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3 of 3 people found the following review helpful
on March 24, 2008
Format: Audio CDVerified Purchase
The 2002/2003 Live Licks World Tour was vast in scope and set a new standard in staging concerts. Spanning 23 countries, The Rolling Stones had gigs in clubs, arenas and stadiums, with ever-changing playlists which made each date truly special.

And this 2-CD set does a good job in showcasing the power and energy witnessed by nearly 3.5 million fans. The diamonds are on the second disc, which features a variety of rarities, including Neighbors, Monkey Man and Everybody Needs Somebody To Love (with Solomon Burke).

But cutting through the clean mix is drummer Charlie Watts. His jazz-inspired patterns has defined the band's legendary sound, while being a great influence on rock-n-roll drummers for five decades. Each number is a textbook in propelling the rhythm, with the highlights being Street Fighting Man, Paint It, Black, Gimme Shelter and (I Can't Get No) Satisfaction.

Leave it to the band to encapsulate cyberspace through the CD cover. Far away eyes, indeed. This is as solid of an authorized live release in the band's discography, which dates back to 1964.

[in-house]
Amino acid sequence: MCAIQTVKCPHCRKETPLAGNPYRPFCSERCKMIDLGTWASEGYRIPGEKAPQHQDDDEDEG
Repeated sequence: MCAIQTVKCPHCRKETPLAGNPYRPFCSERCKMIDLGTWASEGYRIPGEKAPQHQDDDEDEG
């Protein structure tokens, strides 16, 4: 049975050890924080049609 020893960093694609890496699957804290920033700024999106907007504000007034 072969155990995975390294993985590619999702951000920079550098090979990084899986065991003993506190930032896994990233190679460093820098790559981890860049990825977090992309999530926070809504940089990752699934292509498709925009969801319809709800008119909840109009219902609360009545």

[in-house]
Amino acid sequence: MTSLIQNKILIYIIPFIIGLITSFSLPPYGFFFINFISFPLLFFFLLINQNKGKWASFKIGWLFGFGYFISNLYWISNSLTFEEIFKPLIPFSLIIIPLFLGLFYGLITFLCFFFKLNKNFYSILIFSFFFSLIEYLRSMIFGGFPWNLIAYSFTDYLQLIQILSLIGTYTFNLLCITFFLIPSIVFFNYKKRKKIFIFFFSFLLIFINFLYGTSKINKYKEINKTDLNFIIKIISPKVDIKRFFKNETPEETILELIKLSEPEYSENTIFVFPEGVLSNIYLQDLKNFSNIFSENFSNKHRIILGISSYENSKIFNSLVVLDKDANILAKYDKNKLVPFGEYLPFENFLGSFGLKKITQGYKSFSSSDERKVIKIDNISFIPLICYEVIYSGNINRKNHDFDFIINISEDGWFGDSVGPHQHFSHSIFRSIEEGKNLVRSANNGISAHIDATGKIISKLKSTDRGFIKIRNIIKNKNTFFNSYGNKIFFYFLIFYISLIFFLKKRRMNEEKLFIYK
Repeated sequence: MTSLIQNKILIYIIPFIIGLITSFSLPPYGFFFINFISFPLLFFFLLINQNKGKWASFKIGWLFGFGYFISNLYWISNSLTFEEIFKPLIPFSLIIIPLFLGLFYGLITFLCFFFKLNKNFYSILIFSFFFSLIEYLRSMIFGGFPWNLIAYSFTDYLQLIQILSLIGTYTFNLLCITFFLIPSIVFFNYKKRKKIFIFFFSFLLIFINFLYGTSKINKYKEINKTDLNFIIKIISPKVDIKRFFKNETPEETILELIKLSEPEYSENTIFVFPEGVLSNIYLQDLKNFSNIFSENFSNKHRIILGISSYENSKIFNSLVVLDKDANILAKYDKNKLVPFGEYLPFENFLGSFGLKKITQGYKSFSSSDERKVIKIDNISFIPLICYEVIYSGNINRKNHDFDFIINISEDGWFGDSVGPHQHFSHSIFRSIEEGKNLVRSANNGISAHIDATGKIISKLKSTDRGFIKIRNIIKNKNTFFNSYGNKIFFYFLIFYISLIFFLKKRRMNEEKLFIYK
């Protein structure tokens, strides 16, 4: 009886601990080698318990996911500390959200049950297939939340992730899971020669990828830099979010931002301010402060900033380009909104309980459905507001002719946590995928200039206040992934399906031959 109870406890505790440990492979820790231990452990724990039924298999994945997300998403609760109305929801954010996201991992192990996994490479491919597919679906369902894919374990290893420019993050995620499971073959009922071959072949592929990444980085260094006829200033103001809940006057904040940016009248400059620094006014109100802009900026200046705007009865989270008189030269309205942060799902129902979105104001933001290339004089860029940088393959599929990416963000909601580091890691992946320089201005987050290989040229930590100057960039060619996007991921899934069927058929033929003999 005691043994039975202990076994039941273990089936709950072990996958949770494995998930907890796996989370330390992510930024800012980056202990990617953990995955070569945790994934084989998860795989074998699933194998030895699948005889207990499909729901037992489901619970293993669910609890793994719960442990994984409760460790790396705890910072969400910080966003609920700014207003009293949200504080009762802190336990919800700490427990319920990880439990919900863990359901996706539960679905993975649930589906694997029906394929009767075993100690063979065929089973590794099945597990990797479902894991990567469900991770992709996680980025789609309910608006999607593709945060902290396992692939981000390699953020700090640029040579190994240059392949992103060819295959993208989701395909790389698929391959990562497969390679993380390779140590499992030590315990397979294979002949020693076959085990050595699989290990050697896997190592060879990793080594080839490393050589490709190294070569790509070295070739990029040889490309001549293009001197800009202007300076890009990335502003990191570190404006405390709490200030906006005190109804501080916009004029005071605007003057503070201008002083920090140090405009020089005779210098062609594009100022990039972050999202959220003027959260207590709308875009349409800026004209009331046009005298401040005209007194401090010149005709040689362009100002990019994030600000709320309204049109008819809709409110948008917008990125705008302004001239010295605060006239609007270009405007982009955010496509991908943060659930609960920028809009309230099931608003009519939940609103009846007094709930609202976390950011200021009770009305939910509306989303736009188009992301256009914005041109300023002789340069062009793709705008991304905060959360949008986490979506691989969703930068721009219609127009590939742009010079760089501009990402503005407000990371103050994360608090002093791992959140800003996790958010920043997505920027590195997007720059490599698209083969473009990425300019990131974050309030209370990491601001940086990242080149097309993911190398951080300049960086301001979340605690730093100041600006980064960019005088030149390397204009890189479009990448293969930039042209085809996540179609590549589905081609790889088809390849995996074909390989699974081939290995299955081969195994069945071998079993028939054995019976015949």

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5 of 6 people found the following review helpful
on August 11, 2005
Format: Audio CD
The fact that there are two versions of this CD, one with a bikini-clad cover girl and the original sans bikini, makes you wonder about the priorities of the Western world, doesn't it?

Anyway...this is a pretty good live album. I've seen some people complain about the sound, but it's not that bad, it's just not truly great, and that goes for the album itself as well I suppose.
If you don't own any live Stones, you won't mind the fact that songs like "Start Me Up", "Street Fighting Man", "Honky Tonk Women" and "Satisfaction" have been available live for a long time and on several different albums. And if you do, well, then you're probably considering to buy this album because of disc two, which features a dozen rarely heard songs which have never appeared live before.

Now, I don't know why these rarities have to be compiled on a disc of their own...I would have preferred them to be mixed in with the old warhorses on disc one. But that's the way things are, and it's nice to have them.
Disc one is highlighted by powerful renditions of "Paint It Black" and "Street Fighting Man", and disc two features a really good, bluesy "Monkey Man" and a wonderful take on the classic blues "Rock Me Baby". "Brown Sugar" is alright, too, and I'm sure it was very provocative and exciting thirty years ago when Jagger first changed the line "like a young girl should" into "like a young man should". I've gotten kinda tired of it by now, though.